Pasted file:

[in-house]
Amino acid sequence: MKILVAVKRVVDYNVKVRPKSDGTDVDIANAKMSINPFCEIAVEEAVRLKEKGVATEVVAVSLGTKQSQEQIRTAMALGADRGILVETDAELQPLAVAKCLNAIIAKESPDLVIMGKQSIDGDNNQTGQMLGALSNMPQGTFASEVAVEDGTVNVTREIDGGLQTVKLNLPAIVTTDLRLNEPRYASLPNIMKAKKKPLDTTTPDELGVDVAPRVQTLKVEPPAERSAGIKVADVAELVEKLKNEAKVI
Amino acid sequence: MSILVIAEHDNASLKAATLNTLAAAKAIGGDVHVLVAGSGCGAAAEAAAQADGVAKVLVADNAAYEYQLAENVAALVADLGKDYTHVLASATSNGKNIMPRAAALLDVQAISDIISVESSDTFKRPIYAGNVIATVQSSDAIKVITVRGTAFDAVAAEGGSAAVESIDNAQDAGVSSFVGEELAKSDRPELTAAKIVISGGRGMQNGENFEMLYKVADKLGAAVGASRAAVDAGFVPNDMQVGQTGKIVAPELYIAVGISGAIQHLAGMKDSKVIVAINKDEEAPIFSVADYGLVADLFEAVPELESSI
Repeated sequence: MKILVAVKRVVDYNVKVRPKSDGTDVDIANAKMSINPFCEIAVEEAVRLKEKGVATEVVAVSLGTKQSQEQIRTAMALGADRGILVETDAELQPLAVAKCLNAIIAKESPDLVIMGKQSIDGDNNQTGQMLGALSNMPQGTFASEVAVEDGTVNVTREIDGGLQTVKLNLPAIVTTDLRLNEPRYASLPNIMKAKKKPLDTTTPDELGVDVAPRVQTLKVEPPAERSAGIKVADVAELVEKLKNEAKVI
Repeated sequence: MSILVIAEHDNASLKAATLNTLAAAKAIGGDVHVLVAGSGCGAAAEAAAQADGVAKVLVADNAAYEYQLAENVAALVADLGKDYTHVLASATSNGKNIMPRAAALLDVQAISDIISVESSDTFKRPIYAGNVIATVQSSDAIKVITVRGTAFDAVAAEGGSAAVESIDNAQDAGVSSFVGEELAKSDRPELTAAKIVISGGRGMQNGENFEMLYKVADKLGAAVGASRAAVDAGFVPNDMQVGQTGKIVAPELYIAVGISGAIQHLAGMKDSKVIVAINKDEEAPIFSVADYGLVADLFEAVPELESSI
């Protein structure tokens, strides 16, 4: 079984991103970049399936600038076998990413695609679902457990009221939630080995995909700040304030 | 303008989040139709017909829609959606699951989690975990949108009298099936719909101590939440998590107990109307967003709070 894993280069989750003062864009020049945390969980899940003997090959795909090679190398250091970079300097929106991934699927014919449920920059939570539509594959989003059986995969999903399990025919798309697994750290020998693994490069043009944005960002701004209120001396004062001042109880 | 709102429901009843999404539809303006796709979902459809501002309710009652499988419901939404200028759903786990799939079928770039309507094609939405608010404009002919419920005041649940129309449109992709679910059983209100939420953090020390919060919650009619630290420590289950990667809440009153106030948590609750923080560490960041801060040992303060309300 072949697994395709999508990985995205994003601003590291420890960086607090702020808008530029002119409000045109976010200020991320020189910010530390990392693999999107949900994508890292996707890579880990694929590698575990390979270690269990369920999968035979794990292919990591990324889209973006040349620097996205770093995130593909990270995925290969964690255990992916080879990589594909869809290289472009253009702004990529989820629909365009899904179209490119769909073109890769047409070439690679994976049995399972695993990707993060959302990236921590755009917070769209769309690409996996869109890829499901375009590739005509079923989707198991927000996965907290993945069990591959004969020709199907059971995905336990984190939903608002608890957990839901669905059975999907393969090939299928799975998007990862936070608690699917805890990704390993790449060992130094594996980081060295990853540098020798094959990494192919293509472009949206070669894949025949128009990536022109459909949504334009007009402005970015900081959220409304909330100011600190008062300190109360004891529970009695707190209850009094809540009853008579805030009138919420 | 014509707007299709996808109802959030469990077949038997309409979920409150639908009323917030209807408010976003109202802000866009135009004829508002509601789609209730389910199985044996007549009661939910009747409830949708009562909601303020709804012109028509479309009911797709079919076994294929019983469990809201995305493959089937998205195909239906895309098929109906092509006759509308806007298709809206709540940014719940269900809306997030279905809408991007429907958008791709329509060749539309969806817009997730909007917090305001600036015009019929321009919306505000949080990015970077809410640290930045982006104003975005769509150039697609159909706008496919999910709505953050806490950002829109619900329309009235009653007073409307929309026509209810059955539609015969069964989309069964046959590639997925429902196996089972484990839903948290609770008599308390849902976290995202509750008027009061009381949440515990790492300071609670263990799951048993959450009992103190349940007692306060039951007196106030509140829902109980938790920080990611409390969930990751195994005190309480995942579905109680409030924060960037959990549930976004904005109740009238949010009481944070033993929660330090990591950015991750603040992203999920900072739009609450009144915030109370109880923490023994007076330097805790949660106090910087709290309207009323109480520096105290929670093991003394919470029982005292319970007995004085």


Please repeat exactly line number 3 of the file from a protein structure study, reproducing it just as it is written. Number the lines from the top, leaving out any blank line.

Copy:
Amino acid sequence: MSILVIAEHDNASLKAATLNTLAAAKAIGGDVHVLVAGSGCGAAAEAAAQADGVAKVLVADNAAYEYQLAENVAALVADLGKDYTHVLASATSNGKNIMPRAAALLDVQAISDIISVESSDTFKRPIYAGNVIATVQSSDAIKVITVRGTAFDAVAAEGGSAAVESIDNAQDAGVSSFVGEELAKSDRPELTAAKIVISGGRGMQNGENFEMLYKVADKLGAAVGASRAAVDAGFVPNDMQVGQTGKIVAPELYIAVGISGAIQHLAGMKDSKVIVAINKDEEAPIFSVADYGLVADLFEAVPELESSI